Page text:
Dr. Bernie Kirkpatrick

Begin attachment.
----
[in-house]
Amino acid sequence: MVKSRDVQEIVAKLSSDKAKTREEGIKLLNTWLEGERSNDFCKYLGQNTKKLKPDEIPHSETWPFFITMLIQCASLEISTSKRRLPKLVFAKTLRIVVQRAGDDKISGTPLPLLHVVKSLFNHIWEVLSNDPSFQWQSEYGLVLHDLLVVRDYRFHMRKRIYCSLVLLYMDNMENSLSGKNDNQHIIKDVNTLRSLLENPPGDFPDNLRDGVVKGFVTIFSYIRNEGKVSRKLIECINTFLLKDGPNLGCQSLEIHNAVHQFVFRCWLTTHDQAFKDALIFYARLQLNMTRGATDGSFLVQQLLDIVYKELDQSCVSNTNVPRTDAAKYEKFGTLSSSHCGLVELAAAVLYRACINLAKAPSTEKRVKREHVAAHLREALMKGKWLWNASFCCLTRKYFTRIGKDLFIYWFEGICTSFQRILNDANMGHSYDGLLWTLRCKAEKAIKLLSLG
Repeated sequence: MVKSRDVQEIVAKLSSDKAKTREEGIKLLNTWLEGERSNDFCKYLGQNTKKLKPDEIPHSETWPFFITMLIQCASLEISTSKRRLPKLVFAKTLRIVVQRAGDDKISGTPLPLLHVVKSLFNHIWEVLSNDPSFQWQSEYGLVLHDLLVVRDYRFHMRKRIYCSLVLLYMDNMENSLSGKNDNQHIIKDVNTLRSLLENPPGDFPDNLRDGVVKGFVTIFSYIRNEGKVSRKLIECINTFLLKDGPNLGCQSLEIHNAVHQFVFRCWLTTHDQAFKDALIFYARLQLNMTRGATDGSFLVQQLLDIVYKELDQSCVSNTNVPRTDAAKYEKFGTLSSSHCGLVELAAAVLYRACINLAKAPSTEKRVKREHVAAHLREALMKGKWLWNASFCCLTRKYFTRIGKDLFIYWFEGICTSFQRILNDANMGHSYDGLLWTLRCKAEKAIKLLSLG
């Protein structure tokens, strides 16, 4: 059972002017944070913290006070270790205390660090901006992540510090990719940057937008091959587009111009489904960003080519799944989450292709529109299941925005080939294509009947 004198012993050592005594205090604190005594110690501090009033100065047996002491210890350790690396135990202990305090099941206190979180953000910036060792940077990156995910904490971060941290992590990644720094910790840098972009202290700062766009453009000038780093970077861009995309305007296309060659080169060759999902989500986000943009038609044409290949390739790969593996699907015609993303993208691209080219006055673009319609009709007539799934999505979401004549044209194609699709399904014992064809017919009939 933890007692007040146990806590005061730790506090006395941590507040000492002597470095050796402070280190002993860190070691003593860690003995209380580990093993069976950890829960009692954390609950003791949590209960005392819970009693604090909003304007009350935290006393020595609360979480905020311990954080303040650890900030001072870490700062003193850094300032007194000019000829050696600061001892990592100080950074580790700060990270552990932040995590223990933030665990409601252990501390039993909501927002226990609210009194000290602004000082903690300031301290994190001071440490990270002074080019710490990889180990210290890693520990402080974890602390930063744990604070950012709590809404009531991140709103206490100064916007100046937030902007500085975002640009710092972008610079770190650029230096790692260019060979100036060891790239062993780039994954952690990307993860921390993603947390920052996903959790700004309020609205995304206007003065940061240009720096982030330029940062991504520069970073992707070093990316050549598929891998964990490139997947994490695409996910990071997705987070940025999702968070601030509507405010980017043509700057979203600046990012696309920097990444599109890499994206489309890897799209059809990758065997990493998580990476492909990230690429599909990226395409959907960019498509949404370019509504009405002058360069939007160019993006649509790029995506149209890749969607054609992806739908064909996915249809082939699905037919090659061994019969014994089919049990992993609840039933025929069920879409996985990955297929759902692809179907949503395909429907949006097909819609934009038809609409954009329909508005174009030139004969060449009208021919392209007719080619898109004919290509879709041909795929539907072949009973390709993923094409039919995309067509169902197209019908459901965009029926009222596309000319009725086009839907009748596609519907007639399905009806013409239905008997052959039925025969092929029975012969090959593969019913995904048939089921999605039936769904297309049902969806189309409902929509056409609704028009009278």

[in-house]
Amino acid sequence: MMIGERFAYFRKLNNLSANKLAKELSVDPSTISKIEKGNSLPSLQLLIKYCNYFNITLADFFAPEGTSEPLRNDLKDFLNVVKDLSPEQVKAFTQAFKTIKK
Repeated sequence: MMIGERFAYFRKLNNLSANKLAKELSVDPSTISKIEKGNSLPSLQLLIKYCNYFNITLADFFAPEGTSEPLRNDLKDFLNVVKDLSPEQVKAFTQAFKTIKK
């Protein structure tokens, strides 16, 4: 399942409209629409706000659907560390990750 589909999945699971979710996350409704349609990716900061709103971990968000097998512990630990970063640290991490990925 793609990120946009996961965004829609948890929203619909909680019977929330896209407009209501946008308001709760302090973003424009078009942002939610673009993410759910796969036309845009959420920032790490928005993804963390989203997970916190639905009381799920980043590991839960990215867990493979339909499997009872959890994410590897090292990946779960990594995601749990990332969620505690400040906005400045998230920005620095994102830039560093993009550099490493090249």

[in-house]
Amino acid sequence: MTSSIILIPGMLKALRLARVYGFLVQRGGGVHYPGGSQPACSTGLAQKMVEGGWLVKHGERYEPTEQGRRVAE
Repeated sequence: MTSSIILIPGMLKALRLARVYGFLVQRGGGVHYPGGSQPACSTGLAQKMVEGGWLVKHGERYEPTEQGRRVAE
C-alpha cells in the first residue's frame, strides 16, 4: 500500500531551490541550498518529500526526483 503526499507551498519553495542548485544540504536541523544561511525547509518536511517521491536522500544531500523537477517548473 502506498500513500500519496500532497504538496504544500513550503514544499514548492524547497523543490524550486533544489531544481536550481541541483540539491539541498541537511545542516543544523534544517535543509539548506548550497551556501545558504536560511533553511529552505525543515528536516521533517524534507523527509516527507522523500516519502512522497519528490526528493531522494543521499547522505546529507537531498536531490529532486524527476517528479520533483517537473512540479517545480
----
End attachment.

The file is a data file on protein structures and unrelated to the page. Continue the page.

Dr. Kirkpatrick was a Marie Curie ASSISTID post-doctoral research fellow at ICAN. Prior to the ASSISTID fellowship, Bernie conducted extensive research into the identification of effective behavioural strategies to promote evidence based interventions. Bernie received her PhD in Behaviour Analytic Techniques and her MSc in Applied Behaviour Analysis from Ulster University. Her PhD research comprised of a series of experimental and applied studies that compared the efficaciousness of a number of behavioural interventions aimed at delivering behaviour change to encourage emotional wellbeing. Her MSc in Applied Behaviour Analysis and her professional practice focused on supporting those with ASD/ID to bring about lasting and meaningful behaviour change. Bernie’s 16 years of applied practice with the Education Authority targeted the identification and implementation of effective components of applied behaviour analytical interventions to promote social inclusion and inclusive education for individuals with ASC/ID. Her research and applied practice had a clear focus on the development of independent behavioural repertoires that enhanced daily functioning and the quality of a client’s life, and that of their family.